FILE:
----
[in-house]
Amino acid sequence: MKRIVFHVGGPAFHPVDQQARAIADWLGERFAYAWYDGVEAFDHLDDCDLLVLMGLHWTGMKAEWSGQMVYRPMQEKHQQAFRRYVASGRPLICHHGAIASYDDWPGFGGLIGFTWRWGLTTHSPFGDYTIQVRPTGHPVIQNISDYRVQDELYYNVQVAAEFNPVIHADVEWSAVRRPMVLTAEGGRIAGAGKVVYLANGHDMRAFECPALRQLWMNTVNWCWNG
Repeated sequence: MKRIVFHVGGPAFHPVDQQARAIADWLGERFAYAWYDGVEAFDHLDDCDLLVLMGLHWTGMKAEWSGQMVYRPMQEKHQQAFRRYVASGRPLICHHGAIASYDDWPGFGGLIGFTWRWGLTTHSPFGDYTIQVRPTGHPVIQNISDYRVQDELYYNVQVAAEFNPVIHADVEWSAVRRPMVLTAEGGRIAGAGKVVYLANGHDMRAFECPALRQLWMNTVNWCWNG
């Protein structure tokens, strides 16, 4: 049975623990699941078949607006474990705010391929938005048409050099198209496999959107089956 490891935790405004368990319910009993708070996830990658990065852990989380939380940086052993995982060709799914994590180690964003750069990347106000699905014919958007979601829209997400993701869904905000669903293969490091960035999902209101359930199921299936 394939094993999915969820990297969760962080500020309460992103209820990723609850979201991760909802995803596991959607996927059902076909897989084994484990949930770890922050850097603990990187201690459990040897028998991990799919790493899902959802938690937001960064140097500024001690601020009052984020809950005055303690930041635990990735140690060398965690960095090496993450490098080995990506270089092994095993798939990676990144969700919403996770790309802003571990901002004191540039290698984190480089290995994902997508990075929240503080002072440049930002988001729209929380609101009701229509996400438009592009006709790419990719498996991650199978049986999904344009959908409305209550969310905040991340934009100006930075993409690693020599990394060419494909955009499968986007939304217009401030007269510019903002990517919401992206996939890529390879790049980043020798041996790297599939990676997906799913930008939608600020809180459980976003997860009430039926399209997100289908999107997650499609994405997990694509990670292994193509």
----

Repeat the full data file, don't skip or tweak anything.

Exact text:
[in-house]
Amino acid sequence: MKRIVFHVGGPAFHPVDQQARAIADWLGERFAYAWYDGVEAFDHLDDCDLLVLMGLHWTGMKAEWSGQMVYRPMQEKHQQAFRRYVASGRPLICHHGAIASYDDWPGFGGLIGFTWRWGLTTHSPFGDYTIQVRPTGHPVIQNISDYRVQDELYYNVQVAAEFNPVIHADVEWSAVRRPMVLTAEGGRIAGAGKVVYLANGHDMRAFECPALRQLWMNTVNWCWNG
Repeated sequence: MKRIVFHVGGPAFHPVDQQARAIADWLGERFAYAWYDGVEAFDHLDDCDLLVLMGLHWTGMKAEWSGQMVYRPMQEKHQQAFRRYVASGRPLICHHGAIASYDDWPGFGGLIGFTWRWGLTTHSPFGDYTIQVRPTGHPVIQNISDYRVQDELYYNVQVAAEFNPVIHADVEWSAVRRPMVLTAEGGRIAGAGKVVYLANGHDMRAFECPALRQLWMNTVNWCWNG
């Protein structure tokens, strides 16, 4: 049975623990699941078949607006474990705010391929938005048409050099198209496999959107089956 490891935790405004368990319910009993708070996830990658990065852990989380939380940086052993995982060709799914994590180690964003750069990347106000699905014919958007979601829209997400993701869904905000669903293969490091960035999902209101359930199921299936 394939094993999915969820990297969760962080500020309460992103209820990723609850979201991760909802995803596991959607996927059902076909897989084994484990949930770890922050850097603990990187201690459990040897028998991990799919790493899902959802938690937001960064140097500024001690601020009052984020809950005055303690930041635990990735140690060398965690960095090496993450490098080995990506270089092994095993798939990676990144969700919403996770790309802003571990901002004191540039290698984190480089290995994902997508990075929240503080002072440049930002988001729209929380609101009701229509996400438009592009006709790419990719498996991650199978049986999904344009959908409305209550969310905040991340934009100006930075993409690693020599990394060419494909955009499968986007939304217009401030007269510019903002990517919401992206996939890529390879790049980043020798041996790297599939990676997906799913930008939608600020809180459980976003997860009430039926399209997100289908999107997650499609994405997990694509990670292994193509």